Rosa omeiensis Rolfe

Ha ji ba bu

Shrub

Fruits

Food (sweet taste) used for treating dysentery and cold.

 

Rubus biflorus Buch.-Ham. ex Smith

Yi na/Zi ga

Shrub

Fruits

Food (sweet taste), good for kidney.

 

Sorbus thibetica (Card.) Hand.-Mazz.

Bo lang

Tree

Fruits

Food (sour and sweet taste),eaten after frost for replenishing strength.

Rubiaceae

Rubia cordifolia Linn.

Da min

Herb

Whole plant

Dye plant

Rutaceae

Zanthoxylum bungeanum Maxim.

Ye ma

Shrub

Fruits

Spices

Usneaceae

Usnea spp.

Bi ba beng suo

Herb

Whole plant

Soaked in water, used to wash feet for treating beriberi.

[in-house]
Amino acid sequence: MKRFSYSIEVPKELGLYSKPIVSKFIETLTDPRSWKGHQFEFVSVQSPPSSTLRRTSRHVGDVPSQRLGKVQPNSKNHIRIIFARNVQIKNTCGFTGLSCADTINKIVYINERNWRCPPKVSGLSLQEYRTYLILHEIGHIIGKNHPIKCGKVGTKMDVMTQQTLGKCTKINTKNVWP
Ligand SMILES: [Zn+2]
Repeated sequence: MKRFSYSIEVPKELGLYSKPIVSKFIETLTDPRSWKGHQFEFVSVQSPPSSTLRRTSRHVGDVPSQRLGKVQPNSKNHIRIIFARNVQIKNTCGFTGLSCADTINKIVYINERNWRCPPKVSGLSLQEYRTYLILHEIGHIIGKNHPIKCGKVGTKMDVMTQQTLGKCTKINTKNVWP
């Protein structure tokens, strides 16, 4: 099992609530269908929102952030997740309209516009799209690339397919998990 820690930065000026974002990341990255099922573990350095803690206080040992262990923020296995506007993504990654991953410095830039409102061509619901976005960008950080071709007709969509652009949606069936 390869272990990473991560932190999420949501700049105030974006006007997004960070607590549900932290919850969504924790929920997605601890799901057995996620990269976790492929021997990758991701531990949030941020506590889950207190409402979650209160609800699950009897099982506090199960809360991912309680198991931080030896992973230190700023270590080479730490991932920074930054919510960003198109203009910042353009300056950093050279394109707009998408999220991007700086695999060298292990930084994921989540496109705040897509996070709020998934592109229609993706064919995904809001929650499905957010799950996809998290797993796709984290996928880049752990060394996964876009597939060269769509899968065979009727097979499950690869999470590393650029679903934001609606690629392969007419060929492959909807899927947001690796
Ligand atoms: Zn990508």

Zygnemataceae

Spirogyra spp.

Ni a ji

Herb

Whole plant

Food (making soup)

(Ranked by family names alphabetically, followed by generic and species names).

Figure 2

Plants used for different purposes by the Lhoba ethnic group in Milin County, Tibet, China.

Wild medicinal plants

The information for the ethnomedicinal species was recorded, including the botanical names, the local names, the part used, the method of preparation, and the ailments treated. Most medicinal plants are herbs (71.4%). Roots (39.2%) are the most predominantly used part of these medicinal plants, followed by fruits (28.6%), whole plant (28.6%), leaves (3.6%), branches (3.6%), and flowers (3.6%). Results are similar to other ethnobotanical studies of medicinal plants [35], in that the most frequently used part of the plant was the underground part, where higher amount of bioactive compounds than for the other parts are noted [36]. The most commonly used method of preparation was decoction, in which the plant is boiled in water until the water is reduced to more than half its original volume.